Eleven tradeskills have been officially released as being in game by Acropolis in the February 7th, Quote of the Week.

Getting Components

Basically players will collect components from scavenging, harvesting minerals, plants, or animals, breaking down existing items, or from creature drops. Scavenging and harvesting plants and minerals will be done by interacting with nodes that spawn in appropriate areas throughout the world. These can vary from special mutant cacti that produce healing salves to getting bits of rubber from piles of old tires. Creatures can be skinned to get items such as leather, meat, bone, toxins (giant spiders!), or acid (giant ants!).

Most creatures in the game will drop components as loot as opposed to finished items, encouraging players to make items instead of simply camping spawns until you get equipment you can use, though creatures will drop finished goods as well. A character who equips himself completely from drops is not going to have equipment as good as the character who gets his through tradeskills, either by making them himself or buying them from others. Some rare tradeskill items will require rare components that can only be acquired from certain rare spawns, but getting the finished item still requires the participation of a crafter. So really to get the best gear in the game a crafter is probably going to be involved at some point.

We have an extensive list of components, everything from Tainted Meat to Scrap Copper to Strong Antibiotics to Ragged Kevlar. Components exist in different quality levels, such as Scrap Copper versus Salvaged Copper. Characters will be able to improve the quality of components (or create components from other components) through the use of Science and Nature.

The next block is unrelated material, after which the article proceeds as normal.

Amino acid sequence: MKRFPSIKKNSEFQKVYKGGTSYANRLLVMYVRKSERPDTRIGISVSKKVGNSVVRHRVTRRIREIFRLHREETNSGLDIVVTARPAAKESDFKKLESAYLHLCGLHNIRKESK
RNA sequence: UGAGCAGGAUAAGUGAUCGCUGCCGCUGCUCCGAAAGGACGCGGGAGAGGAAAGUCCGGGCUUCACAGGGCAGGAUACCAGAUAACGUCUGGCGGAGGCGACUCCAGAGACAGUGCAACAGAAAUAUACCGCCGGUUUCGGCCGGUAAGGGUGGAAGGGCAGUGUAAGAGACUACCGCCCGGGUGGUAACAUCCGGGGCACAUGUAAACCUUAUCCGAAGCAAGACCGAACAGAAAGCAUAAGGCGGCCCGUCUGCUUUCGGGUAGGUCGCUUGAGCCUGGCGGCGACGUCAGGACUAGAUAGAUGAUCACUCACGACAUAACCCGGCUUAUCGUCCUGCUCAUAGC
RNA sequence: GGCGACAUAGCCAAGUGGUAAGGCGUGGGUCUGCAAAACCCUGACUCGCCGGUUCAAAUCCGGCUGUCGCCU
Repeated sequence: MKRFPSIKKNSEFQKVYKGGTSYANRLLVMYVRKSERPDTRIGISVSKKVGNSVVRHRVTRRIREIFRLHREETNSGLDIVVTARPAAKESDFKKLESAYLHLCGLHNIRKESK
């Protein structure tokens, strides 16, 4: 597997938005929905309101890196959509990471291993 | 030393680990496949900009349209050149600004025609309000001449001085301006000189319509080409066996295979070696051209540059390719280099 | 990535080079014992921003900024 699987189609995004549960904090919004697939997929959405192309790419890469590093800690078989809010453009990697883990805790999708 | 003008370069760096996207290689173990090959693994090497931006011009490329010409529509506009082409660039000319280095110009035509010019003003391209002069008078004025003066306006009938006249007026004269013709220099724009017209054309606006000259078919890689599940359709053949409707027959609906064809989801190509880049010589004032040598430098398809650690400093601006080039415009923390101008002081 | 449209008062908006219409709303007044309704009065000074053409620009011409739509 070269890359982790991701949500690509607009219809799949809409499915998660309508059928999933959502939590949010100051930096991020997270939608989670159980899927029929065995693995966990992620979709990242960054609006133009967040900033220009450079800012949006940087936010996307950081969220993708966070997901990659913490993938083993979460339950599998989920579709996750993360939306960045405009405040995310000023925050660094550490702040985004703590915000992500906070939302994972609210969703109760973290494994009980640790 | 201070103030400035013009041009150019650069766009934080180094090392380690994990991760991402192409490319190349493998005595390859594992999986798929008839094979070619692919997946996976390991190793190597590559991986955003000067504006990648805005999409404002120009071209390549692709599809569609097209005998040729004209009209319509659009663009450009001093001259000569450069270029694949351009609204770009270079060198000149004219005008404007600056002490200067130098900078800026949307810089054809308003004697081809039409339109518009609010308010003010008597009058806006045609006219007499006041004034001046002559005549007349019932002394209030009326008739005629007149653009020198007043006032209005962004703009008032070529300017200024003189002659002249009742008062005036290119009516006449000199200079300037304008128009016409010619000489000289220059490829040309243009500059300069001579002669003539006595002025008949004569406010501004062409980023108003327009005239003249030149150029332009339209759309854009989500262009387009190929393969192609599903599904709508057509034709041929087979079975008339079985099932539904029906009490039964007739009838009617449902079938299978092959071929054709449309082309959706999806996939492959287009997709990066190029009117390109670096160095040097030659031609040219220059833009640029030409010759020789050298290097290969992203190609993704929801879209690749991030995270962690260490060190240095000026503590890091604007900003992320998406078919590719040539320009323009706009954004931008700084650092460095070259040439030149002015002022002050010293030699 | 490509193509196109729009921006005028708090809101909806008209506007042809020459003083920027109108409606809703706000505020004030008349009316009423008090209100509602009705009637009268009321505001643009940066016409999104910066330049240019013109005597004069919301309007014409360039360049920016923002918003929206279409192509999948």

Also, players will be able to break down existing items to get some of their component parts.

Getting Recipes

Characters do not learn individual recipes in Fallen Earth; instead they learn groups of recipes called a Knowledges (Knowledges are also used to teach things like combat abilities or mutation powers). Each Tradeskill Knowledge has one or more related recipes that the player learns when they acquire the knowledge. For example if you learn Axe, a Weaponry Knowledge, you'll learn to make a number of axes with different abilities. If you learn T-Shirt, an Armorcraft Knowledge, you'll learn a number of different T-Shirt recipes, each of a different color so you can customize your appearance. Each recipe requires a different list of components.

Where Knowledges Comes From

Missions: Some missions will provide Knowledges as a reward. These are normally special Knowledges that can only be gained through that mission. These are spread throughout the game with at least one in every town (we are going to have literally hundreds of towns over the course of the game), so if you want to learn every last crafting recipes for a given skill, it will take a lot of travel.
Trainers: Trainers in towns will sell books that teach common, readily available knowledges. Not all Knowledges will be available at all trainers (good luck finding a well-supplied Science trainer in a CHOTA town).